David Barclay was the shrewd and reclusive businessman who, with his brother Frederick, had amassed an estimated fortune of £7bn, through interests in property, retail and the media.
Barclay, who has died aged 86, shared a home with his twin on an island just off Sark in the Channel and had created a business empire that flourished through well-timed acquisitions and disposals of assets. Notoriously shy of publicity, the Barclays ensured that their private deals remained private and that their friendships did so too.
David Barclay was the eldest of the two twins, born 10 minutes ahead of Frederick, on 27 October 1934, to Beatrice and Frederick Barclay, a travelling salesman. Their father died when they were 13, leaving 10 children. The twins left school the following year.
David Barclay initially found work at General Electric in the accounts department and then as an odd-job man and decorator before going into business with his brother. They would go on to run Candy Corner, a tobacco and sweet shop in Kensington. By the early 1960s, David had established an estate agency business and expanded into buying up old boarding houses in London to convert them into hotels.
One of their most ambitious acquisitions at the time was made in 1970, purchasing the 170-room Londonderry House Hotel in Park Lane. The pair had previously acquired the Cadogan Hotel and two Hyde Park hotels.
In 1975 the Barclay twins bought the Howard Hotel at Temple Place and followed up in 1983 with the purchase of Ellerman, a brewing and shipping group, for £47m. After Ellerman’s brewing division was later sold for £240m, the Barclays used the proceeds to buy the Ritz.
However, last year’s surprise sale of the Ritz to a Qatari investor exposed a family feud over the price being demanded. Sir Frederick alleged that one of Sir David’s sons had bugged meetings at the Ritz during negotiations about its eventual sale. This bitter dispute seems set to continue in the courts.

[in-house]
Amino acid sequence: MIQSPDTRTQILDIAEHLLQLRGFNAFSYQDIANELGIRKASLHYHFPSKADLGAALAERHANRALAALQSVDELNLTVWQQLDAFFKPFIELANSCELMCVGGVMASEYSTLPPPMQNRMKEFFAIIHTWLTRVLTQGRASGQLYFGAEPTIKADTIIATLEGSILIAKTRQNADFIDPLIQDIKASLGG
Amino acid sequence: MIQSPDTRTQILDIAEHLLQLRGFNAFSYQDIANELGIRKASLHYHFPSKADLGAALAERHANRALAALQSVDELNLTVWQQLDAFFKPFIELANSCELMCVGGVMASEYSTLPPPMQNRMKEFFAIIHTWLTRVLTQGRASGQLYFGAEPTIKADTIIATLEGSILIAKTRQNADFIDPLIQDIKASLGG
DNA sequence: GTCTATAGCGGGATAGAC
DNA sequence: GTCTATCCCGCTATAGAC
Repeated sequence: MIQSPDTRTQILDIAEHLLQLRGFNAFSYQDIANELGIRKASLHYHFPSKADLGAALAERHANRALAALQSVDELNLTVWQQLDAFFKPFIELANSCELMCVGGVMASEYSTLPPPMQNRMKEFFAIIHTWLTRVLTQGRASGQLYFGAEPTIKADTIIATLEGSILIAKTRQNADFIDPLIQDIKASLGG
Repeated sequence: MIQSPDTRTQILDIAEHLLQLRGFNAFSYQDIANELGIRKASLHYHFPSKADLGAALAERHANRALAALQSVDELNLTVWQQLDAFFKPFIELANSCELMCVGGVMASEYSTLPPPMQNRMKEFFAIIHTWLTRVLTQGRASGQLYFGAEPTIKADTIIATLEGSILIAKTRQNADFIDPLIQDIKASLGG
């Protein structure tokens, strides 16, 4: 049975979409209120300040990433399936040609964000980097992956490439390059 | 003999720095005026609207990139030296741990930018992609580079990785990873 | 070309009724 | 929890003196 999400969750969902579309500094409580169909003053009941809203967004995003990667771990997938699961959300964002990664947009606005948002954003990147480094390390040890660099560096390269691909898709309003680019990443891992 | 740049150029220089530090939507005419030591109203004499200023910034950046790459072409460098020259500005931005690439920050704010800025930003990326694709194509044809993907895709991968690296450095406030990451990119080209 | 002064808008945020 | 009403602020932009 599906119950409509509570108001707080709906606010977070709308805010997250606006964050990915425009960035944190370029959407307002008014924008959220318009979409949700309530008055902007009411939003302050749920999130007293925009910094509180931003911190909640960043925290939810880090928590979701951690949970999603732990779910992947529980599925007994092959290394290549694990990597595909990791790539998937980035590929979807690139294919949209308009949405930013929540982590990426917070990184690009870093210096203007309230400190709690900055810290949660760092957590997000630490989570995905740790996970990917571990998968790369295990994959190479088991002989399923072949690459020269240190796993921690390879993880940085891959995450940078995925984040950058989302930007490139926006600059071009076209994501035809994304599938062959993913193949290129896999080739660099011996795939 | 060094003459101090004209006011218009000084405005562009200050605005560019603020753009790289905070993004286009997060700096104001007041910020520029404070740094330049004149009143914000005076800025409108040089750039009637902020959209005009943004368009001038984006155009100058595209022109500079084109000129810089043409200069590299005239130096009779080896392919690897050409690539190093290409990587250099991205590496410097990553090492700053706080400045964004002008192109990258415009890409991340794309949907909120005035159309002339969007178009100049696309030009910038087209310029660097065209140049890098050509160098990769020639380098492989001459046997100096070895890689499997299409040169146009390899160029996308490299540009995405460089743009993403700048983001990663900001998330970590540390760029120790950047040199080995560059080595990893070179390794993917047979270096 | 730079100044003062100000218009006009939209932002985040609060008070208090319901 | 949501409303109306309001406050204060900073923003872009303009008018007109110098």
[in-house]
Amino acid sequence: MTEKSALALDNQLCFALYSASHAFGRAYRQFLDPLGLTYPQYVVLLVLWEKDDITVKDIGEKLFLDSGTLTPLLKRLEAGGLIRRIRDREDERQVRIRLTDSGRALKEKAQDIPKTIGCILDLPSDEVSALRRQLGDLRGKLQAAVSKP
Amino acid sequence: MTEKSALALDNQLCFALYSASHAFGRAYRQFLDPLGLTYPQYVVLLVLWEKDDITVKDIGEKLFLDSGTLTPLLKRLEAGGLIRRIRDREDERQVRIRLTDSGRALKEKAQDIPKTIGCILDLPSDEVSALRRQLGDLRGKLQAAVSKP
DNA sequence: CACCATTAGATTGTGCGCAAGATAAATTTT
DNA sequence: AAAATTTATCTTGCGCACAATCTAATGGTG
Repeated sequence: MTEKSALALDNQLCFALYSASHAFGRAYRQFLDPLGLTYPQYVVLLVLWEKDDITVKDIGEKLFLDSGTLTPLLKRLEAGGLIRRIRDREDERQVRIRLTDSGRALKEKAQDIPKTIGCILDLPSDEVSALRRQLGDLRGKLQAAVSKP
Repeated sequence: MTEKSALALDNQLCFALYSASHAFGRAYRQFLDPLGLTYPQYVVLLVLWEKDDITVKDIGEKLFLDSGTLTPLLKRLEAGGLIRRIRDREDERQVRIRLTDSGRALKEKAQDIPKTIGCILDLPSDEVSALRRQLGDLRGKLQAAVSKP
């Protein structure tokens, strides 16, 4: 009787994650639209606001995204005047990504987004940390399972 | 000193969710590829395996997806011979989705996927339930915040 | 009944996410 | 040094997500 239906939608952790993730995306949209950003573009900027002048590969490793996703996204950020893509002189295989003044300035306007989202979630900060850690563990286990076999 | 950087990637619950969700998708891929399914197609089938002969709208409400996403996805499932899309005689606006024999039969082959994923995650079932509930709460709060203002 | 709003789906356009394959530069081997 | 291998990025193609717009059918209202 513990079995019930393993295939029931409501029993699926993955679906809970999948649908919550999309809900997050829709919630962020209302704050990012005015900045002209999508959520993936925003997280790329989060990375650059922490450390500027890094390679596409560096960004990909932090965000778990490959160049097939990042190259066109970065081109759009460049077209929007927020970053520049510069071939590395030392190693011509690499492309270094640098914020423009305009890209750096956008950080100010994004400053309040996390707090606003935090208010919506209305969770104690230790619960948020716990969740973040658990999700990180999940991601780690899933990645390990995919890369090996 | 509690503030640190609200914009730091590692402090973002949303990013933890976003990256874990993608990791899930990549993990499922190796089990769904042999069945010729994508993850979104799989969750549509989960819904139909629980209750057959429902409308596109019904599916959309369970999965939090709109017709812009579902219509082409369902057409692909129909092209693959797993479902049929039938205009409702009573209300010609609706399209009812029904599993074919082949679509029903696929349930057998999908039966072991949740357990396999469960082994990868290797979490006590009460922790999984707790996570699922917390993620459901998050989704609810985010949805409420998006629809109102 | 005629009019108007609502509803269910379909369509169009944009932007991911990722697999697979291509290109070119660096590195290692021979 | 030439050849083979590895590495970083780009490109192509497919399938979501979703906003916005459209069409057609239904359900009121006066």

The Barclay twins’ media outlets, the Daily Telegraph and Sunday Telegraph, took a strongly pro-Brexit position. Boris Johnson, who in a previous role as a journalist wrote for the Daily Telegraph, said: “Farewell with respect and admiration to Sir David Barclay who rescued a great newspaper, created many thousands of jobs across the UK and who believed passionately in the independence of this country and what it could achieve.”
Aside from their media and property interests, the Barclays had also ventured into retail with a £750m acquisition of Littlewoods (now an online store and part of the Very Group) in 2002. Today, their UK-based businesses are managed by David’s sons, Aidan and Howard.
In 1993, the Barclays bought the lease for the island of Brecqhou in the Channel for £2.3m. They later sought to achieve political independence for the island.
The Barclay twins were knighted in 2000 for services to charity and unprecedentedly were permitted to kneel side-by-side during the dubbing ceremony. In a rare public statement, David said at the time: “For us, it’s a wonderful day. It’s a great example of what can be achieved in this country from whatever background or education or humble beginnings.”
David died after a short illness. His brother, Frederick, said in tribute: “It was a great journey in everything that we did, the good, the bad, the ugly... We experienced it from being bombed out of our beds in Coventry to the deals that we made and the ones that got away. We were twins from the beginning until the end. He was the right hand to my left and I was his left hand to his right. We’ll meet again.”
He is survived by his brother, three sons – Aidan, Howard and Duncan from his first marriage to the model Zoe Newton – and by his second wife, Reyna Oropeza, and their son Alistair.
David Barclay, businessman, born 27 October 1934, died 10 January 2021
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